The south eastern corner of Ireland is said to be the country’s sunniest place. But everything is relative here, and relatively sunny can also mean relatively wet when there’s a southerly wind blowing in from the Bay of Biscay.
It’s a nice enough drive out of Wexford towards Waterford. On the advice of Lorcan – the more sober of the clientele at Mary’s Bar last night, I’m sticking as closely asI can to the coast. The pretty village of Arthurstown, looking across Waterford Harbour, leads to the neat little car ferry at Ballyhack.
The weather continues to close in as I reach Waterford, which I’m certain would be a pretty enough city in the sunshine. The harbour itself is windswept, with a few yachts moored in the marina. The boats themselves are probably worth millions, though the marina’s washrooms don’t exactly fit the Riviera lifestyle.
The city is, of course, best known for its crystal. The visitor centre is sheltering tourists from the incessant rain outside, but I can’t bring myself to wander among what’s essentially shiny, expensive tat. Of more interest is Waterford’s “Viking Triangle”, complete with the ruins of Greyfrairs Abbey and a Viking sword.
I thought the rain had been pretty bad here, but it’s a mere shower compared with the torrential downpour as I head out of town on the M25; it’s so heavy I can barely make out the lanes leading to the toll booths. The road itself is another toll route – costing just under 2 Euro for barely 10 kilometres of driving.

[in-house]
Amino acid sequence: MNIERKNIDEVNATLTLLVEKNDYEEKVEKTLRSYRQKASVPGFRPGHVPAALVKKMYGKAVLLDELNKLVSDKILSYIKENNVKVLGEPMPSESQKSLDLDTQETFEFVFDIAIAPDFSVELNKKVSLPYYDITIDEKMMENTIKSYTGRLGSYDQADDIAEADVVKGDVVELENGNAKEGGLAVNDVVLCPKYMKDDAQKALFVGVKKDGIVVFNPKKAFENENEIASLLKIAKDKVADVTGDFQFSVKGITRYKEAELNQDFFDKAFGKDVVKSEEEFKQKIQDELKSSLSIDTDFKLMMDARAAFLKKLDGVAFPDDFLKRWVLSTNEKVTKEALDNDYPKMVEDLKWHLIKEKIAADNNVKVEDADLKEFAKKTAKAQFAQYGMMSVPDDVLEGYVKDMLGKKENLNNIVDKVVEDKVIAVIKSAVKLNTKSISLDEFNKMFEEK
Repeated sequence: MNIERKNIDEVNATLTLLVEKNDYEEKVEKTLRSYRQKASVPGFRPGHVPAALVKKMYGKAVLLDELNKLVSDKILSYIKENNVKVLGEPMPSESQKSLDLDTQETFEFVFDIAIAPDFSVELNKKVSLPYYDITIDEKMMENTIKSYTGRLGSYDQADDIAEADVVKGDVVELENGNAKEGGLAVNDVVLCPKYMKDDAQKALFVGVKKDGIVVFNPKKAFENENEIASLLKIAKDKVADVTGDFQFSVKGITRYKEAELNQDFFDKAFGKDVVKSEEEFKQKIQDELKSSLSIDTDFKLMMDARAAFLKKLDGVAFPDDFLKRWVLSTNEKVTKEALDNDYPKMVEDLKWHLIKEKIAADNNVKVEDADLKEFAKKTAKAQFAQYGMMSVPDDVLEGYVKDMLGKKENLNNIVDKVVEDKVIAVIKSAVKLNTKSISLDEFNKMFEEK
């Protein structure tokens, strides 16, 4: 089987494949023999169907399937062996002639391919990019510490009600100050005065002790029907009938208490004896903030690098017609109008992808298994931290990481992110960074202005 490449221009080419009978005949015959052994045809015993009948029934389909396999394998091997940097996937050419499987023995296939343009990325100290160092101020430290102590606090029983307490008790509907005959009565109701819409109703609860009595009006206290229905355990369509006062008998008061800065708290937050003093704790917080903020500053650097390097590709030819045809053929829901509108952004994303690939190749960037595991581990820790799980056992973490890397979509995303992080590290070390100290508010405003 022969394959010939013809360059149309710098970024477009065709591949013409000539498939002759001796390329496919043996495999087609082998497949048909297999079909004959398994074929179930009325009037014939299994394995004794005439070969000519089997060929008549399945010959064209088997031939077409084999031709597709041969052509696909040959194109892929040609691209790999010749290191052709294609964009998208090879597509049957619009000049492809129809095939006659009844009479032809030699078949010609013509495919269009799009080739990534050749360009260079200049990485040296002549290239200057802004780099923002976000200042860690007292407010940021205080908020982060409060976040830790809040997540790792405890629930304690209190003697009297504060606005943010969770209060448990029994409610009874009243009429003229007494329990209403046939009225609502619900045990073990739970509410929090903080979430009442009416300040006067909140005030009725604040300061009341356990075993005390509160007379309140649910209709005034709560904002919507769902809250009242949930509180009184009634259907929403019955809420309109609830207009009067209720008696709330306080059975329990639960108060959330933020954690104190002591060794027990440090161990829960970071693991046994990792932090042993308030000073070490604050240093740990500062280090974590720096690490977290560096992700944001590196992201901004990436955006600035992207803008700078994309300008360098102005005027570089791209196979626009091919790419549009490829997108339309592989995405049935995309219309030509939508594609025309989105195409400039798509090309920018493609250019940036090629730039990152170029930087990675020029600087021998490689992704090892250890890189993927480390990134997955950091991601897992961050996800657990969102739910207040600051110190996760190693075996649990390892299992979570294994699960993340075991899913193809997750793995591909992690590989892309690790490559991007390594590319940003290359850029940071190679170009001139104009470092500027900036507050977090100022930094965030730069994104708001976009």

Having praised Ireland’s road system, Patrick – in Heffernan’s bar last night – had told a different story. The gleaming new carriageways certainly get you form A to B quickly, but they’ve been at the expense of the many small towns and villages which were bypassed,the communities relying heavily on the tourists and truckers passing through. The motorways have been blamed for the death of some places.
The weather finally breaks as I head towards Dungarvan, a pretty town built on the fishing industry. The views from above it show off the beauty of the south coast, while the town itself offers a castle and an array of cafes and bars, making the most of the late summer trade.
Onwards into County Cork – but before I get to the city itself, a quick stop off in Youghal. Pronounced “Yawl”, it’s full of historic buildings, including the sixteenth century Clock Tower, once the gateway to the walled town but also used as a prison.
Cork beckons, and as I approach, the relative emptiness of the rural roads make way to a more organised, industrial landscape. The unspoilt coast is replaced by hundreds of shipping containers stacked up at what is still am important and sizeable port. As the Republic of Ireland’s second city, it’ll be interesting to see what it has to offer.